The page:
Every time I come back from holidays in my home country, I seem to think of the challenges of working in another country, where your mother tongue is not spoken, the system is different, and people’s mentality little resembles the one I was used to. In my case, this other country is the UK.
Challenges of living in the UK
- Language: the most obvious one. Although my English seems to be good enough, and I never had particular problems finding work in the UK, I have to face the truth: I will never speak like a native. Yes, my language skills have been improving day by day, and yes, people say I speak well, but I do occasionally find myself unable to communicate 100% of what I want to communicate because of language restrictions, and this can be annoying.
- Different lifestyles: when I first came to London and the UK two years ago, I just couldn’t get used to some things that are commonplace here, such as people going to pubs on early mornings on the weekend, people sunbathing wherever they could find a few feet of green grass, night clubs not staying open all night long, and theatres and restaurants staying closed on Sundays. Over time, the above no longer seem strange to me and I have trained myself to think and behave like a good old Londoner.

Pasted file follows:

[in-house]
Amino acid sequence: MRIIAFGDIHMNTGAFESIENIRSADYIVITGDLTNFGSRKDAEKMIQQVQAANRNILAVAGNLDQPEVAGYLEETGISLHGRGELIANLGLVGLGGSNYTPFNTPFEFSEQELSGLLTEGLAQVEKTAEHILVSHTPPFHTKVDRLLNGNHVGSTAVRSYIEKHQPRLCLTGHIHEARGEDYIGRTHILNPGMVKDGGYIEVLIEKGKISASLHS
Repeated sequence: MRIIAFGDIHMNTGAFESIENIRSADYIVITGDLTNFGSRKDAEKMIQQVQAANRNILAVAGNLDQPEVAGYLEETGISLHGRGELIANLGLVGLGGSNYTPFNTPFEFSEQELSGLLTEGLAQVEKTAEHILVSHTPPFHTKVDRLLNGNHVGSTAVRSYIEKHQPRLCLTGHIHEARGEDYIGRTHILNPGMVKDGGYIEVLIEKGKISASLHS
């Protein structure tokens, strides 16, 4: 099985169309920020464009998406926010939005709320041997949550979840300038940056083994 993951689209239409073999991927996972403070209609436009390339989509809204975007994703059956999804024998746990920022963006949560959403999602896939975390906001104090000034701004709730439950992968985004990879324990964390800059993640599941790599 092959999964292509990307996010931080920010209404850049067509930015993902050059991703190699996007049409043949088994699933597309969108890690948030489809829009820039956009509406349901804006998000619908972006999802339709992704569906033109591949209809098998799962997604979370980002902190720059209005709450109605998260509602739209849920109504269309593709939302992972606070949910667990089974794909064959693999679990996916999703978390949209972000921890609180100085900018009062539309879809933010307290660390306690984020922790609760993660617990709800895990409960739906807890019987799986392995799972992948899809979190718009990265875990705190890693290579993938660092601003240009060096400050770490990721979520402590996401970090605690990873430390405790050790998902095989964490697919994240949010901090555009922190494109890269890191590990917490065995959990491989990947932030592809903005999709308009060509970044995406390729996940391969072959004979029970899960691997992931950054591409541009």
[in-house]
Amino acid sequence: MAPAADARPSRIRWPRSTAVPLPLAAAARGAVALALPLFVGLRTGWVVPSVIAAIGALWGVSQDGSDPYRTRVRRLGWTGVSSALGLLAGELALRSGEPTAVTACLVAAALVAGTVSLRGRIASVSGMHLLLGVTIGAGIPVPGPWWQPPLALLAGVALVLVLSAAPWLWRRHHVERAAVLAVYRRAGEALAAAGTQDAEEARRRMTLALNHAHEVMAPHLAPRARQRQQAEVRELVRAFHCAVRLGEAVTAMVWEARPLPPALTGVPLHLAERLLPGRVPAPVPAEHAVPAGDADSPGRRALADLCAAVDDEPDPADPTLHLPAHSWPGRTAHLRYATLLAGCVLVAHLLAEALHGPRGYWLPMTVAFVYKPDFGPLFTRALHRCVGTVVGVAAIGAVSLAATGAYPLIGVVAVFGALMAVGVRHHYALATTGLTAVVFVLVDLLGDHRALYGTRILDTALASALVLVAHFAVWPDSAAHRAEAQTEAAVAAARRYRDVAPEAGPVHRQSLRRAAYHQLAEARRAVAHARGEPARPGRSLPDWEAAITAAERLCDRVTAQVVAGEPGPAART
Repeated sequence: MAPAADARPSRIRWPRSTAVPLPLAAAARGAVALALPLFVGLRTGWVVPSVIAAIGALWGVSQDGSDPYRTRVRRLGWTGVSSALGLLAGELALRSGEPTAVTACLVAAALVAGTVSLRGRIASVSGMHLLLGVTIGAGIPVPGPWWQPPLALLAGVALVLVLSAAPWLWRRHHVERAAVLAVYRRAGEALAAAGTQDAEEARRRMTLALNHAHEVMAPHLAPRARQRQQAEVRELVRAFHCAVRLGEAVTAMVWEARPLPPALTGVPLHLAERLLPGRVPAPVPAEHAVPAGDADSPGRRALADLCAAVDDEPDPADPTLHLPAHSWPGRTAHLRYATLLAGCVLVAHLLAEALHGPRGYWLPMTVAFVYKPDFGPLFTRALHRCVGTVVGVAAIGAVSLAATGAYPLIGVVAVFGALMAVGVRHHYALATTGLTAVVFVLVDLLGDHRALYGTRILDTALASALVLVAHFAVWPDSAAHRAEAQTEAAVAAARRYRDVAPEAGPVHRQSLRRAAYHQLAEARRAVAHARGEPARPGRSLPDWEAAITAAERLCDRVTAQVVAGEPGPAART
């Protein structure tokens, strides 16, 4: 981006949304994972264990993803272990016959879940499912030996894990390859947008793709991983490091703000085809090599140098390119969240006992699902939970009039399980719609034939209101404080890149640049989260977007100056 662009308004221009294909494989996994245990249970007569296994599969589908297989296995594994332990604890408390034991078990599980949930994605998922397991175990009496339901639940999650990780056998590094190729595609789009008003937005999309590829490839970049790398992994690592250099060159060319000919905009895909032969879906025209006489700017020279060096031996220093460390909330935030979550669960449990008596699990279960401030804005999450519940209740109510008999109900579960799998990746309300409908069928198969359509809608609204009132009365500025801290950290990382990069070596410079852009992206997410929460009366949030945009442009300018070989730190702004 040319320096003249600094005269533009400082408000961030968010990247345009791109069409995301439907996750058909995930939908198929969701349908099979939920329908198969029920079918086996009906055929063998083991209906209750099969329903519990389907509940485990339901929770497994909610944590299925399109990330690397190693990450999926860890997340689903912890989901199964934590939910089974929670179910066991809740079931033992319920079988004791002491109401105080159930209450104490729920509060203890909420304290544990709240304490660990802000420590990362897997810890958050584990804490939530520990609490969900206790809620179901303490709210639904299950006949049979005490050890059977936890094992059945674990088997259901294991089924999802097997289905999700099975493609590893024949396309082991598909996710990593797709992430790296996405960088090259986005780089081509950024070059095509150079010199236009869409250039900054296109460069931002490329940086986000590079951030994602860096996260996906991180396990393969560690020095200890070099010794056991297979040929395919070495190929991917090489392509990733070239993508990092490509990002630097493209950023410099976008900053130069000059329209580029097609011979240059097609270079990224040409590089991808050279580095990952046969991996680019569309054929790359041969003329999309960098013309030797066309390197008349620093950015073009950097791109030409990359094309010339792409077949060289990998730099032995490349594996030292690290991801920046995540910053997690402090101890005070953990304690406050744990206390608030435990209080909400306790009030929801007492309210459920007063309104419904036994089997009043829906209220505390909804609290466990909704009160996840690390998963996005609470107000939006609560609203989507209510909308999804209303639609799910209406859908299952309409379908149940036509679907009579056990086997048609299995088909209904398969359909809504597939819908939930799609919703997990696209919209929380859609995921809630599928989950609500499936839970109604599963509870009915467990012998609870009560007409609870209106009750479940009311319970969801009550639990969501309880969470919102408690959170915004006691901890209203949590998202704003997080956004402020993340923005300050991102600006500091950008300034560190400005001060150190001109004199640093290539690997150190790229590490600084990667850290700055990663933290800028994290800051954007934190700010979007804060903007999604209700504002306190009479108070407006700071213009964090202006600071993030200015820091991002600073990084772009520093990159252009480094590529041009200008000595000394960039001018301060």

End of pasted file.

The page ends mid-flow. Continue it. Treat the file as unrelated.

- Different mentality: it has been equally difficult for me – and it still is in some cases – to get used to some widespread UK beliefs, such as that taking a gap year is a must for every graduate, that alcohol is an essential ingredient for fun, or that Big Brother is still worth watching and caring about after way too many seasons. To be fair, I do feel envious of people who are able to take a gap year out of work or after university to go travelling, and I do think alcohol may add to the fun of an event as long as it’s consumed in reasonable quantities. But I still don’t get what the big deal with Big Brother is.
As for the challenges of working for the UK higher education industry, stay tuned. Part II is coming soon.